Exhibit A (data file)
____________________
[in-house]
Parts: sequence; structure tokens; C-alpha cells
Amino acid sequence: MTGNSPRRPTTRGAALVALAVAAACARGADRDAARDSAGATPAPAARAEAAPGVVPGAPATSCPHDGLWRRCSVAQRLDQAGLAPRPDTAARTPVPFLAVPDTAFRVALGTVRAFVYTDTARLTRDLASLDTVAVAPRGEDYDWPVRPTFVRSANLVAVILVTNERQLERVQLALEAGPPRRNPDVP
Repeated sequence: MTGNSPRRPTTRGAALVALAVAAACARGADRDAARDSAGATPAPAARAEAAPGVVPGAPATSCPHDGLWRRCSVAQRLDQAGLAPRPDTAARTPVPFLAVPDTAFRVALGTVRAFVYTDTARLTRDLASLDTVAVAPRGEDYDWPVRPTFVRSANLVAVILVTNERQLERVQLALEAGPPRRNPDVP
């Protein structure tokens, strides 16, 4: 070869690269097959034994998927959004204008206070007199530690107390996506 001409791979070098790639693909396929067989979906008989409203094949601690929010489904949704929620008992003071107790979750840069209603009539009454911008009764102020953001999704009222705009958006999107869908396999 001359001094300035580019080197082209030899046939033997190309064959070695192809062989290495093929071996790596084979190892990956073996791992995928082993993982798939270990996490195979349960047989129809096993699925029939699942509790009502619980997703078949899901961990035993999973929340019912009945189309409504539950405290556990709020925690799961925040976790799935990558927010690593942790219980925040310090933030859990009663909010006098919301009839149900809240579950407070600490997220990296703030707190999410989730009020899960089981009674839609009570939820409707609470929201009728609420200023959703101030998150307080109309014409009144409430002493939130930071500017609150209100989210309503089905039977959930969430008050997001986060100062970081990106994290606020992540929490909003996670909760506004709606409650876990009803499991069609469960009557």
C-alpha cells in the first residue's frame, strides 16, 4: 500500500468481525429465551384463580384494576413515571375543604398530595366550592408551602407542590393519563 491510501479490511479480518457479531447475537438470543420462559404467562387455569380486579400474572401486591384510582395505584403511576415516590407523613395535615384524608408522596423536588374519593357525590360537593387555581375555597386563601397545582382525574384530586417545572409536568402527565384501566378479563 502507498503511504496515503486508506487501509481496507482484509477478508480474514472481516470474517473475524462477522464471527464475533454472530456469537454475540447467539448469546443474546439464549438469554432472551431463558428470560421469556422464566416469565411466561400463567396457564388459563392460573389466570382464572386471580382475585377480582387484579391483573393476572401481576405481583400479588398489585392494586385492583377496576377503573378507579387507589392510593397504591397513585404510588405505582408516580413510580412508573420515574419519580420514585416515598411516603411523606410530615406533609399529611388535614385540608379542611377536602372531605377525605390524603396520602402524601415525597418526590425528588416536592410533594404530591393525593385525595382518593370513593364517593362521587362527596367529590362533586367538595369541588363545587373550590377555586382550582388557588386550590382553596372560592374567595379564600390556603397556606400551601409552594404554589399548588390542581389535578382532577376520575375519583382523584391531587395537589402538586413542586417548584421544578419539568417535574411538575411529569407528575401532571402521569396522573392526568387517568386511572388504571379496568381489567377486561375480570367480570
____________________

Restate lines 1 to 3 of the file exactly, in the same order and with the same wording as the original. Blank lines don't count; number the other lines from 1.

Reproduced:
[in-house]
Parts: sequence; structure tokens; C-alpha cells
Amino acid sequence: MTGNSPRRPTTRGAALVALAVAAACARGADRDAARDSAGATPAPAARAEAAPGVVPGAPATSCPHDGLWRRCSVAQRLDQAGLAPRPDTAARTPVPFLAVPDTAFRVALGTVRAFVYTDTARLTRDLASLDTVAVAPRGEDYDWPVRPTFVRSANLVAVILVTNERQLERVQLALEAGPPRRNPDVP